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Polygamy-Sect Children Stuck in Limbo

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Polygamy-Sect Children Stuck in Limbo

Law

Polygamy-Sect Children Stuck in Limbo

Polygamy-Sect Children Stuck in Limbo

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Judges this week are beginning to hold status hearings for every child taken from a West Texas compound of the Fundamentalist Church of Jesus Christ of Latter Day Saints. More than 460 children were removed because of allegations of child sexual abuse by the polygamist group. They were placed in foster care throughout Texas.

Polly Rae O'Toole is one of more than 350 lawyers who answered a call to provide pro bono representation for the children. She says says families face an "impossible situation," with parents having to travel thousands of miles each week to visit their children.

O'Toole is representing not one of the sets of parents but an 8-year-old girl, one of the 460 children who were seized from a compound in Eldorado, Texas. O'Toole says the girl is one of eight children born to the same family and has been placed in a foster home outside San Antonio by Texas Child Protection Services officials. Her seven siblings, meanwhile, now live in five different foster homes spread over the state.

"It's very difficult for their parents," O'Toole says, noting that they get visitation rights of just one hour per week per child. In order not to miss even one visitation, O'Toole says, they travel Texas from "stem to stern."

O'Toole says that this week, for the first time, there are indications Texas CPS has a concrete plan for the children — and that the plan is identical to O'Toole's: Return as many of the children as possible to their parents.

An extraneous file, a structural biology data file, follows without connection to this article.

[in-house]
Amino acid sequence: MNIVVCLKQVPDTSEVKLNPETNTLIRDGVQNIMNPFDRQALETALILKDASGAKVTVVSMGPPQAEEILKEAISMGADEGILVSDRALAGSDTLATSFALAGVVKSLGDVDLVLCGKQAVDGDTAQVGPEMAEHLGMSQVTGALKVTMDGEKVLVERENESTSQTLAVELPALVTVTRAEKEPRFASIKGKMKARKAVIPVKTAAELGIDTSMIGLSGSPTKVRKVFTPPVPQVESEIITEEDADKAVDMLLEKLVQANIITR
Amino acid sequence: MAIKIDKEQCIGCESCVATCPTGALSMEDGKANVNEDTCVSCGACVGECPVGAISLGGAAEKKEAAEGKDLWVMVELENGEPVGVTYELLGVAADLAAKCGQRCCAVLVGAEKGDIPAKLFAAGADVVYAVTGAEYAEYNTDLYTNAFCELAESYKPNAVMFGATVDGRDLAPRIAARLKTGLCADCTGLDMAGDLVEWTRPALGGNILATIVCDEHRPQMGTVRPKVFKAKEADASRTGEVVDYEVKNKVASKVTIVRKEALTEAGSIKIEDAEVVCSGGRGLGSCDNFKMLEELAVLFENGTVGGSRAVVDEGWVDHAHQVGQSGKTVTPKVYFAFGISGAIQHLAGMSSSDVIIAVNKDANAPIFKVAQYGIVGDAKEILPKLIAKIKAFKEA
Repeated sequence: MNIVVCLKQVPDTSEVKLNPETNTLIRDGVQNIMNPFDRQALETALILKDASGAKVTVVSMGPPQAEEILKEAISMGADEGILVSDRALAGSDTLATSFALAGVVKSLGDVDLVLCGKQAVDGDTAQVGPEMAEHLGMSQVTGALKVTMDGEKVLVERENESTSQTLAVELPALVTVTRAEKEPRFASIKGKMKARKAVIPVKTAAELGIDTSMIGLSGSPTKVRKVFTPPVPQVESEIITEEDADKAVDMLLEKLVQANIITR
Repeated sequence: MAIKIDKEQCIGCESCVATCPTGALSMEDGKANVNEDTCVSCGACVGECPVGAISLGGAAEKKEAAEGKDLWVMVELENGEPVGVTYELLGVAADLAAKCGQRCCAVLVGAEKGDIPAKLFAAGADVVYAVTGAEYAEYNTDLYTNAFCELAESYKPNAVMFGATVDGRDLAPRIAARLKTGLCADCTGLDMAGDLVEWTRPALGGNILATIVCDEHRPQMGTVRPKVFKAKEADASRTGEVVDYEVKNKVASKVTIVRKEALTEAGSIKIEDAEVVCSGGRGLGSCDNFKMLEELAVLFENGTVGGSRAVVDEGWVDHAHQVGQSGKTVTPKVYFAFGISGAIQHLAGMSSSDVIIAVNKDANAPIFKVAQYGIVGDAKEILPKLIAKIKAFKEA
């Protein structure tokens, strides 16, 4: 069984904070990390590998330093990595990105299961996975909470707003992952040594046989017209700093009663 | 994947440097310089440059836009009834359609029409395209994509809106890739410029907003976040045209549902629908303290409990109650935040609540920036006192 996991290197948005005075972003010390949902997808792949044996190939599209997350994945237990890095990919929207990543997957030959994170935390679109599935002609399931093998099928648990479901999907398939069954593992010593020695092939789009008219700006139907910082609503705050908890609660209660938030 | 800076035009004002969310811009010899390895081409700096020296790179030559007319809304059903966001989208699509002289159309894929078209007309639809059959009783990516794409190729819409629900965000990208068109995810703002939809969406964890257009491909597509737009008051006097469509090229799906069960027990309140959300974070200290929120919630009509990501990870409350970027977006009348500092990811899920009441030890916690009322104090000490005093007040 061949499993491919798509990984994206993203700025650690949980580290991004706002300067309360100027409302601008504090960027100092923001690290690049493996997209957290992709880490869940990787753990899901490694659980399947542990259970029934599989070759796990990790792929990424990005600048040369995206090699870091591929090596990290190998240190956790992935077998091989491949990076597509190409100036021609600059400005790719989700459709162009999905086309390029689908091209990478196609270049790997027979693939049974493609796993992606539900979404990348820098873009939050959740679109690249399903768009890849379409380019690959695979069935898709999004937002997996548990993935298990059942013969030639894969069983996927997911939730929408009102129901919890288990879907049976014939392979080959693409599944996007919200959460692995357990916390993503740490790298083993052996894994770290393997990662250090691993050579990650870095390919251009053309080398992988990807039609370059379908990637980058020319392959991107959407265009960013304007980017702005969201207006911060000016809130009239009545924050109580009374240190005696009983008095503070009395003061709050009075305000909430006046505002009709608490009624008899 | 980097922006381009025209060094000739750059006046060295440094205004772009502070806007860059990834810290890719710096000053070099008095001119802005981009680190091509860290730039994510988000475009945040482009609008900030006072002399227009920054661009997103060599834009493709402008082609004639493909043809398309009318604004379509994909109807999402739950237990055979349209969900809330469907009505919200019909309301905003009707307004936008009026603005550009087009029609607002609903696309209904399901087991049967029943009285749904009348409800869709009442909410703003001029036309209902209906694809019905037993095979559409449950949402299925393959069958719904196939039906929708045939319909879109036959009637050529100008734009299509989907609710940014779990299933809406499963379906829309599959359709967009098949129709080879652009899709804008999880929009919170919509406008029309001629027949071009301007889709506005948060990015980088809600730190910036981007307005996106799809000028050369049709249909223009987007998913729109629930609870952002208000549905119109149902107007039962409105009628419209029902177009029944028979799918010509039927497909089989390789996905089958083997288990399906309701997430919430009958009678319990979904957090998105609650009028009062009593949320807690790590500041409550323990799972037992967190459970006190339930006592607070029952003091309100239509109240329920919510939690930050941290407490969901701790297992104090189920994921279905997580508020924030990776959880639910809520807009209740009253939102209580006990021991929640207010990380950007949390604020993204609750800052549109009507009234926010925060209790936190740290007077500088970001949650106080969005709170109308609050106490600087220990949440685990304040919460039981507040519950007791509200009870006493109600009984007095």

The problem? "It doesn't seem to us that CPS has a very clear idea of how to do that," O'Toole says.

Before any of the children return to parental custody, O'Toole says, CPS has indicated it wants to ensure that the parents first understand what O'Toole calls the "evils of polygamy."

To achieve that understanding, O'Toole says parents will be expected to find independent living arrangements outside the Eldorado compound. They must also find regular employment, attend counseling and enroll in parenting classes.

The details of CPS' vision for each child will be outlined over the next three weeks, in individual parenting plans known as 60-day "status hearings." O'Toole says the plans are written documents filed with the court and that they serve as road maps for everyone involved.

O'Toole has made more than a few sacrifices to work on the case. She's based in Dallas, and whenever she needs to appear in court, she travels the almost 300 miles to San Angelo. And for the regular visits to the 8-year-old girl — mandated by court — O'Toole travels another nearly 300 miles to San Antonio. She says all of her time and expenses are completely pro bono.

But O'Toole's first day in court could have an immediate impact. "I have filed a motion and set it for the same day as the hearing," O'Toole says. The plan? That the girl "be returned to her mother's care immediately."

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